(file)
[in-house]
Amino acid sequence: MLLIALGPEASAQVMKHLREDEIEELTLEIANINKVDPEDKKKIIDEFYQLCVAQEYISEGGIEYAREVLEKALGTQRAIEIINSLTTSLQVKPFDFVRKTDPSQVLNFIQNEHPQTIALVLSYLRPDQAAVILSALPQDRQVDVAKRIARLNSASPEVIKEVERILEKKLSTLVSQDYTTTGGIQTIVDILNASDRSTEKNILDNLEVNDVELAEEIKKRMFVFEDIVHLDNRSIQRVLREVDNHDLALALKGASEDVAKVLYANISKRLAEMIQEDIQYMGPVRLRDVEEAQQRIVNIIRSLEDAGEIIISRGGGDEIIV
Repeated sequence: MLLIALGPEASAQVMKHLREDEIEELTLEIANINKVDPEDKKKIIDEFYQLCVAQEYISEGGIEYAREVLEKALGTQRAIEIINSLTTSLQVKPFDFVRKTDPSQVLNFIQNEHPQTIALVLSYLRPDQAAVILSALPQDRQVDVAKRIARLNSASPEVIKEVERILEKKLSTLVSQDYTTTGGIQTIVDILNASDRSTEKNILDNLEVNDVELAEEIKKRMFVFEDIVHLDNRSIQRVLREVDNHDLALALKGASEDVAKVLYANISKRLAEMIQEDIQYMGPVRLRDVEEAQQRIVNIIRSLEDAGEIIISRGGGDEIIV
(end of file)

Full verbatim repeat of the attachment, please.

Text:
[in-house]
Amino acid sequence: MLLIALGPEASAQVMKHLREDEIEELTLEIANINKVDPEDKKKIIDEFYQLCVAQEYISEGGIEYAREVLEKALGTQRAIEIINSLTTSLQVKPFDFVRKTDPSQVLNFIQNEHPQTIALVLSYLRPDQAAVILSALPQDRQVDVAKRIARLNSASPEVIKEVERILEKKLSTLVSQDYTTTGGIQTIVDILNASDRSTEKNILDNLEVNDVELAEEIKKRMFVFEDIVHLDNRSIQRVLREVDNHDLALALKGASEDVAKVLYANISKRLAEMIQEDIQYMGPVRLRDVEEAQQRIVNIIRSLEDAGEIIISRGGGDEIIV
Repeated sequence: MLLIALGPEASAQVMKHLREDEIEELTLEIANINKVDPEDKKKIIDEFYQLCVAQEYISEGGIEYAREVLEKALGTQRAIEIINSLTTSLQVKPFDFVRKTDPSQVLNFIQNEHPQTIALVLSYLRPDQAAVILSALPQDRQVDVAKRIARLNSASPEVIKEVERILEKKLSTLVSQDYTTTGGIQTIVDILNASDRSTEKNILDNLEVNDVELAEEIKKRMFVFEDIVHLDNRSIQRVLREVDNHDLALALKGASEDVAKVLYANISKRLAEMIQEDIQYMGPVRLRDVEEAQQRIVNIIRSLEDAGEIIISRGGGDEIIV